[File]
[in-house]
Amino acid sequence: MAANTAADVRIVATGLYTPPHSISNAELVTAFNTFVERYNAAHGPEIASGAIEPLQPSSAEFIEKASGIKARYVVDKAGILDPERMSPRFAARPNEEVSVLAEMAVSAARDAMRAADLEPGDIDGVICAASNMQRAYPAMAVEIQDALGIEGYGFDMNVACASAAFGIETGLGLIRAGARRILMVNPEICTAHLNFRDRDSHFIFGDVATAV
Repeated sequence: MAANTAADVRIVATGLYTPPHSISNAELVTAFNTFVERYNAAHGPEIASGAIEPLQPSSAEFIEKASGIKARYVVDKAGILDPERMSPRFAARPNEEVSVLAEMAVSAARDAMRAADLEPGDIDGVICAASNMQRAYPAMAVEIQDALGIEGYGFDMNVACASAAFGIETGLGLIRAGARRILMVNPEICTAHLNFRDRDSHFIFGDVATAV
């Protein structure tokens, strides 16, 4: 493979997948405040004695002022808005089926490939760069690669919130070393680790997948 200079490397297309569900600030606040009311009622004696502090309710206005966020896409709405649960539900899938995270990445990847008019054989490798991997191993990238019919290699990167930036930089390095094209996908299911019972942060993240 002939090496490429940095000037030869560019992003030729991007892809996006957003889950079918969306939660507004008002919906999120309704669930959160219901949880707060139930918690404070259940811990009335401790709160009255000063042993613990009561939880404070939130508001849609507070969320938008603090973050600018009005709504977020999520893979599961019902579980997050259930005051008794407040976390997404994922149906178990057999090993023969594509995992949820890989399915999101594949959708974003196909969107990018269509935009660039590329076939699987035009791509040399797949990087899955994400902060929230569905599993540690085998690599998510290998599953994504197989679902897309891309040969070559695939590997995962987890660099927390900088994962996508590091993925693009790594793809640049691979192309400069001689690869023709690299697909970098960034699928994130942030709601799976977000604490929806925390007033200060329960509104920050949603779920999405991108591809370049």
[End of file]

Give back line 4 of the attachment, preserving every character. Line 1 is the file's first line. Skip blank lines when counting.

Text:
């Protein structure tokens, strides 16, 4: 493979997948405040004695002022808005089926490939760069690669919130070393680790997948 200079490397297309569900600030606040009311009622004696502090309710206005966020896409709405649960539900899938995270990445990847008019054989490798991997191993990238019919290699990167930036930089390095094209996908299911019972942060993240 002939090496490429940095000037030869560019992003030729991007892809996006957003889950079918969306939660507004008002919906999120309704669930959160219901949880707060139930918690404070259940811990009335401790709160009255000063042993613990009561939880404070939130508001849609507070969320938008603090973050600018009005709504977020999520893979599961019902579980997050259930005051008794407040976390997404994922149906178990057999090993023969594509995992949820890989399915999101594949959708974003196909969107990018269509935009660039590329076939699987035009791509040399797949990087899955994400902060929230569905599993540690085998690599998510290998599953994504197989679902897309891309040969070559695939590997995962987890660099927390900088994962996508590091993925693009790594793809640049691979192309400069001689690869023709690299697909970098960034699928994130942030709601799976977000604490929806925390007033200060329960509104920050949603779920999405991108591809370049």